From this one visit I gained a lot of information. The blurredness I see now is mainly the short sightedness, not blindness and easily treatable.

That there is help out there even if sometimes you need to ask several times for it.

"Keep Calm and Have A Cup of Tea "Mug  Available from my Zazzle Store

Wednesday, October 8, 2014

Going For A Low Vision Assessment

I find it a little hard to believe that today, after five years of being legally blind, that today I am actually going for an official low vision assessment test.

You would think a test to see if low vision aids or such might have been attempted before. But I guess in my case this slipped through the cracks of bureaucracy. My problem seems to have been that I just about went blind at the wrong time. Is there ever a good time? That is a rhetorical question and made with tongue firmly in my cheek. But 2009 coincided with a budget crisis here in California as well as the global financial crisis. So put in context, a single man going blind is a little concern for the world.

Anyway at that time I did get some aid $24.00 to buy a white cane. Though the check did not arrive until late 2010, and six hours training on how to use a white cane properly. Eeeek I was so naive about going blind back then it is scary to think of how little it really seemed to have caused me to react.

Anyway, earlier this year, my wife, Leif my guide Dog and I visited The Lighthouse for the Blind in San Francisco, actually to see their gadget store, when we happened to ask about services. We were amazed to find there are real services out there, provided with the help of a wide circle of advisory groups, from Orientation and Mobility (O & M) through instruction in cooking and daily living skills, to workplace training to help you keep your job or find another job.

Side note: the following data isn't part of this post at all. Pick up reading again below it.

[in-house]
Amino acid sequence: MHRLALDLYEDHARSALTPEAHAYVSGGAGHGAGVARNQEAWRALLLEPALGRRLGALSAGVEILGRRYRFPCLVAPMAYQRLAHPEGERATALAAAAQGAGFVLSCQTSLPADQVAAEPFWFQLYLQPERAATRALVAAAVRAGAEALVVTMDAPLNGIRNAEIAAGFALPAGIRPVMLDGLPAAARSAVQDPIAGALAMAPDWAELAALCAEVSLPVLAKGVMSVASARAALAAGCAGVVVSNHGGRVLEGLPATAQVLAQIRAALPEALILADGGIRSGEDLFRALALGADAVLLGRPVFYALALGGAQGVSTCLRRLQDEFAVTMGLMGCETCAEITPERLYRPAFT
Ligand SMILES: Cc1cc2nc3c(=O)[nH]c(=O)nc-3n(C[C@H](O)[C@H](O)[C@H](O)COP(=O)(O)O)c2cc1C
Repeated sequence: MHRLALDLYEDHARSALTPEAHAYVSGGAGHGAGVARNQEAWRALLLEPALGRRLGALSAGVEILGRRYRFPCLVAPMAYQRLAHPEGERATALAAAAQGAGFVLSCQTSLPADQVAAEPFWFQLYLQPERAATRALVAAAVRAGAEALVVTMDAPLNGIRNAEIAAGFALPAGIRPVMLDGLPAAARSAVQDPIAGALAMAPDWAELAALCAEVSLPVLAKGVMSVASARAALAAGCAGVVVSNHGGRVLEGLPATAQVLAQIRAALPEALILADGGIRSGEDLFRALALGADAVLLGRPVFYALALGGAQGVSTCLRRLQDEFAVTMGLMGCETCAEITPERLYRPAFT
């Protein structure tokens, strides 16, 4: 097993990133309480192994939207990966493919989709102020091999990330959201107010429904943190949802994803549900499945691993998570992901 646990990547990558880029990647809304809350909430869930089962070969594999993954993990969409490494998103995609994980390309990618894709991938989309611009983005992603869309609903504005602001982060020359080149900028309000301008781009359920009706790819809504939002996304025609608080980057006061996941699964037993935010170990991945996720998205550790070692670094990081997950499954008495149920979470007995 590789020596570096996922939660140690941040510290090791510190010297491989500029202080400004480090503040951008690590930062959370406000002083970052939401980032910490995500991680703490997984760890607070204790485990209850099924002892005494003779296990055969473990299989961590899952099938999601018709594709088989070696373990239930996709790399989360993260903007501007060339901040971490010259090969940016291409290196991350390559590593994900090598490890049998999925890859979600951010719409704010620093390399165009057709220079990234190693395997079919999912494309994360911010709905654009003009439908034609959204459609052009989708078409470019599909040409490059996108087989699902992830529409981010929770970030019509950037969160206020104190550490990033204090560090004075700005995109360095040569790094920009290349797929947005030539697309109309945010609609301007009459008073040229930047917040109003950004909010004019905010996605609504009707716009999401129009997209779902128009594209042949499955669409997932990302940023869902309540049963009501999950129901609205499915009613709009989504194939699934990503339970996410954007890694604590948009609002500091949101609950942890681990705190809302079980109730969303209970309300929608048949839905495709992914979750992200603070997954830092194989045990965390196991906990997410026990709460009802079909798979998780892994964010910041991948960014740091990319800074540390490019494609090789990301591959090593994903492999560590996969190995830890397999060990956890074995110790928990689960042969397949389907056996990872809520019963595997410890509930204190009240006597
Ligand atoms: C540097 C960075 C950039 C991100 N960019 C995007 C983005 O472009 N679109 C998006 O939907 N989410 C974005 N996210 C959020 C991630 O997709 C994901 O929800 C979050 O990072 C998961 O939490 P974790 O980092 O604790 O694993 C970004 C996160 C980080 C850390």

This all begins with a visit to the Department of Rehabilitation here in California.

We all went to the Department of Rehabilitation back at the beginning of July. But the reception we got there was less than helpful, so as we live in Fresno County a trip to Valley Center for the Blind seemed to be the order of the day. Inspired it seemed at the time.

In fact we got to see an advisor from the  Department of Rehabillitation within 24 hours rather than the 6 weeks or more promised at the D. of R. itself.

Then we got to fill in the required forms with the advisor, who is also blind, and her assisstant.

Now just over three months later, the work is bearing fruit, today sees me having a low vision assessment, soon I will be having training in the workplace and  daily living skills training.

This part of the blog is sure to expand. As I will be taking you along with me to some of the training sessions with me.

 To read more see The Result of the Low Vision Assessment.

Monday, September 29, 2014

Blindness. A Punishment from God?